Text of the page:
I do sometimes worry about how these limitations of the language may limit the thought processes and the imagination of Chinese speakers. The Chinese seem to be very poor at thinking in categories, drawing distinctions between things; and their philosophical tradition is notoriously weak on formal logic. One of the most glaring - though often hilarious - consequences of this paucity of vocabulary is that there is frequently no distinction between technical and vernacular terms. The most egregious example of the (for a Westerner, highly 'inappropriate') use of a colloquial, crude word in an incongruously formal context is featured in this picture below (I am assured this is not a one-off aberration, but quite a common bilingual sign in China's hospitals).


9 comments:

Mothman said...

Love that hospital sign. Thanks for the best snigger of the year so far, Froog :-)

I am only a poor ignorant scientist so thanks for relieving me of the delusion that the term 'inflection' does not refer solely to substantive suffixation (ie 'cases' for nouns). I shall have to tell my Slavonicist colleagues when they refer to Bulgarian as the 'only non-inflected Slavonic language' (and thank Christ for that) that they are probably talking fluent cock.

Only question being, therefore, what is the correct term for a language such as English which is totally (or almost totally in the case of English, with its residual Anglo-Saxon genitive) devoid of cases? Do you know?

Do you remember that sign we saw on an outhouse in Jamaica that said "Do not shit here - you will burn in hell. After this your bottom will suffer"?

Froog said...

Ah, yes, many good signs of that nature in Jamaica. I even bought a book of them.

"Please not to piss here" was another - less colourful - favourite. Painted on a tree trunk, if I recall correctly. Maybe it was directed at dogs.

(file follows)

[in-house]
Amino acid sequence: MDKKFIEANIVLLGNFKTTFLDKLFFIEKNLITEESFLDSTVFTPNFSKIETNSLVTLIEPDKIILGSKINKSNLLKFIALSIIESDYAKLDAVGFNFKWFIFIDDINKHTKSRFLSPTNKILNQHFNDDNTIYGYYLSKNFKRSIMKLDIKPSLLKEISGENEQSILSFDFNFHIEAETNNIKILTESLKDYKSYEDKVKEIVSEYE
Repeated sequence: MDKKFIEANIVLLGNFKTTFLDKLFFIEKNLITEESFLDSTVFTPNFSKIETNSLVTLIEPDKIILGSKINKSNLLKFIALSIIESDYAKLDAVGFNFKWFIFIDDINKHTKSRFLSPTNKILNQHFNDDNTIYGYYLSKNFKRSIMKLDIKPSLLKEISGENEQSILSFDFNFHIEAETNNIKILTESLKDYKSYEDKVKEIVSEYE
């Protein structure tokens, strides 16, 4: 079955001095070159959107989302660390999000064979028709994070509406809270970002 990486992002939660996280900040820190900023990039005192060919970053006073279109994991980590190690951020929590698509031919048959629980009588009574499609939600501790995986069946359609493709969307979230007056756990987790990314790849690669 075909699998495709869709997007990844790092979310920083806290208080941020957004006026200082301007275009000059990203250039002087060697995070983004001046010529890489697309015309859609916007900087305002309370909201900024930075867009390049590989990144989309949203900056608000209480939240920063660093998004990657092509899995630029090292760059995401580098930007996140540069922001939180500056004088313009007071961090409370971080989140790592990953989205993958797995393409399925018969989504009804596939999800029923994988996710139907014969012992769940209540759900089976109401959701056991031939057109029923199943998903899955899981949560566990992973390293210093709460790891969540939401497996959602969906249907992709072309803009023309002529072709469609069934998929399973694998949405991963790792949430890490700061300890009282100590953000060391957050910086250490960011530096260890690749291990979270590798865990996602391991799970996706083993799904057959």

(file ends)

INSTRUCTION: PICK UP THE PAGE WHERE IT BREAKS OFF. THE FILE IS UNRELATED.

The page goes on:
I've never been very well up on grammar terms - not sure if 'inflected' does apply to the verb endings as well as the nouns and the adjectives. I suppose the absence of such useful suffixes is called 'non-inflected', although there may well be other terms as well.

fg said...

A friend of mine saw that sign last year (or read the same at another hospital). Can they really have made the same mistake at more than one hospital?! Maybe it has been passed as the 'official' signage and has been rolled out across the land!

Froog said...

I think the problem is probably that they only have one word for that part of the anatomy in Chinese, and so are not alert to the possibility that not all translations of it are appropriate for formal situations. And the dictionaries they produce over here rarely say anything about the appropriate register or context for using vocabulary.

On the other hand, I was once expected to 'make self-criticism' by one of my madder University employers here for allegedly using the word 'damn' in class (I don't think I did, but that's neither here nor there). The Dean of English seemed to think that it literally meant "Go to hell!", and was one of the strongest swear words imaginable. English dictionaries in this country - don't get me started!

fg said...

I remember being very surprised that my mother used to sometimes object to me using the word damn. I guess its a generation thing?

Froog said...

I think the battle to keep 'damn' in the class of hugely naughty words was definitively lost when Clark Gable got away with saying it in 'Gone With The Wind' - both flouting and making fun of the anachronistic Hays' Code prohibition of the word (already obviously anachronistic and silly, even in ultra-conservative America, even as long ago as 1940).

Our parents' generation tried to keep young children away from 'damn' and 'bloody' for as long as possible, I think, not because of their antique religious connotations but because they were seen as the thin end of the wedge, a 'pathway swear word' that might lead to worse obscenities. These days, I would expect enlightened parents to encourage the use of these incredibly mild expletives by their offspring, as a useful means of letting off steam, and perhaps a way of restraining them from saying 'fuck' instead.